FILM

“On_Line”
Film by Jed Weintrob opens in New York
June 27.(212) 777-FILM

Looking for love, well sex, online

By Sean Fitzell

Josh Hamilton, above right, in “On_Line,” a new film about Internet chat rooms directed by Jed Weintrob, bottom right.

What does it take to get an independent film into theatres? For first-time writer-director Jed Weintrob, a Village resident, the answer was four years of hard work and raising $1 million without studio support for his film “On_Line,” which opens in New York City, Los Angeles, San Francisco, and San Jose on June 27.

Weintrob said he is “at the end of a long period of getting the film out.” The process started in 1999 when he wrote the film, which deals with the implications of Internet technology on the way people meet and interact with each other sexually. Call it “Looking for Mr. Goodbar” for the 21st century: “On_Line” deals with the loneliness encountered in modern society and the way people use new technology to meet and establish bonds with each other. Instead of singles bars and casual sex, in the 21st century it is Internet chat rooms and masturbation. “It’s a New York love story told through the world of the Web and cybersex,” Weintrob said, insisting it’s a “classic story in a way.”

After writing the film, Weintrob shopped the script to movie studios for funding. But ultimately, going through the studio system would have resulted in too many “creative concessions,” according to Weintrob, such as casting choices and the extent of the film’s sexual content. Instead, he financed the film as a “true New York independent,” relying on friends, family, and friends of family to raise money.

But unlike well-known indie-film director Kevin Smith, who maxed out his own credit cards to finance his first film, “Clerks,” Weintrob had connections, such as one of his best friends from Harvard University, director Darren Aronofsky (“Pi,” “Requiem for a Dream”). His executive producers, Tavin Marin Titus and Richard D. Titus, worked in both traditional and new media companies on the films “Independence Day” and “Dolores Claiborne.” Another executive producer of the film was Claude Arpels, of jewelers Van Cleef & Arpels. These main investors joined a large group of smaller investors, Weintrob said, that contributed to the $1 million total. Not exactly the type of backing or funding most first-time filmmakers receive.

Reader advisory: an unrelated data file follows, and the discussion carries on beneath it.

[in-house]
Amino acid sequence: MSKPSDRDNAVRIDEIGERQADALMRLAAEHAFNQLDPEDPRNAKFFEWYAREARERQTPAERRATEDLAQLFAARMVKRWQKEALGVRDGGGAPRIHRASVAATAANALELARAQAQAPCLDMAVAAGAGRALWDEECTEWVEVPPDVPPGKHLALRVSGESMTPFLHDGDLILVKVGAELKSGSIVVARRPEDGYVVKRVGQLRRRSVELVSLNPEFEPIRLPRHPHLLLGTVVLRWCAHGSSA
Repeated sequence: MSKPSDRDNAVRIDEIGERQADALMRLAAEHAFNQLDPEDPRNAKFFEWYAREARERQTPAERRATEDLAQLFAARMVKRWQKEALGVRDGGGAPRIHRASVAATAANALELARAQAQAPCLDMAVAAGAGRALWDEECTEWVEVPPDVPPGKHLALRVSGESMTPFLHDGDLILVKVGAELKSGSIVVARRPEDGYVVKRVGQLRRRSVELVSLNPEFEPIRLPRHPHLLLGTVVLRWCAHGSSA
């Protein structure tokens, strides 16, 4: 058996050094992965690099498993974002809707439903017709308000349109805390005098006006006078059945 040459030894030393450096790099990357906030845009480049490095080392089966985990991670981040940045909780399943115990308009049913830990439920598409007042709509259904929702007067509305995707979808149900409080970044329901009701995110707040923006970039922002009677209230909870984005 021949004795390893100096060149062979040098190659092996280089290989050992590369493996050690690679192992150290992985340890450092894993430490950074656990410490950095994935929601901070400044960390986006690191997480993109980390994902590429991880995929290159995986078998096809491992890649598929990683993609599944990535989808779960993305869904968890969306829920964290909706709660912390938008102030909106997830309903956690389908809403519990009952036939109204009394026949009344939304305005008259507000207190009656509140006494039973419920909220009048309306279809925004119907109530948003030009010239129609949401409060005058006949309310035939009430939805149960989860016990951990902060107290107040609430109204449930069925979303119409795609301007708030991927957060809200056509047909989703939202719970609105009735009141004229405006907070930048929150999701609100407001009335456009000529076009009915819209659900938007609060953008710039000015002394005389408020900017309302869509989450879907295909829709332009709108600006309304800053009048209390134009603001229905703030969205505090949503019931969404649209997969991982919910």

Although he had a larger budget than many independent films, Weintrob said it was still tight. As a result, most of the crew and the actors, including rising star Harold Perrineau (appearing in the “Matrix” sequels) and indie-film stalwart Josh Hamilton (“The House of Yes,” “Kicking and Screaming”), worked for much less than their typical fee. Producers Tanya Selvaratnam (a member of the experimental downtown company the Wooster Group) and Adam Brightman (“Two Family House,” “A Price Above Rubies”) kept the film on schedule and budget.

To make the most of the budget and to achieve some of the split-screen and computer effects, “On_Line” was shot in 18 days using digital video cameras. Each scene was filmed from different angles using multiple cameras. This cut down the number of stops necessary to reset the cameras and redo takes, so that conversations could be filmed simultaneously in real-time. “We had fun using the technology in making the film,” Weintrob said and added that it was the only way the film could have been made.

Getting the film finished was just the start. “The most frustrating stage of the process is releasing an independent film without the backing of a studio,” he said. First, he entered the film in the 2002 Sundance Film Festival, but it didn’t sell. The sexually explicit nature of the film scared some of the larger studios, he said.

From there, he showed the film at 25 festivals, including Berlin, Melbourne, and the Cinequest festival in San Jose, where it won Best Narrative Feature. The film built a reputation from word of mouth and from Weintrob constantly reminding distributors that it was still available and selling them on its merits. Eventually the film sold to Indican Pictures, a small new distribution company.

Based on its performance in New York and Los Angeles its premiere weekend, “On_Line” may be picked up in 10 of the largest U.S. markets—standard distribution for independent films, Weintrob said. The first weekend will also determine if foreign markets, cable, and even video pick up the film. “There is an extremely short attention span for independent film,” Weintrob said, which adds to the pressure for a strong opening.

Weintrob mused nervously, “Four years of my life will be decided in one weekend.”


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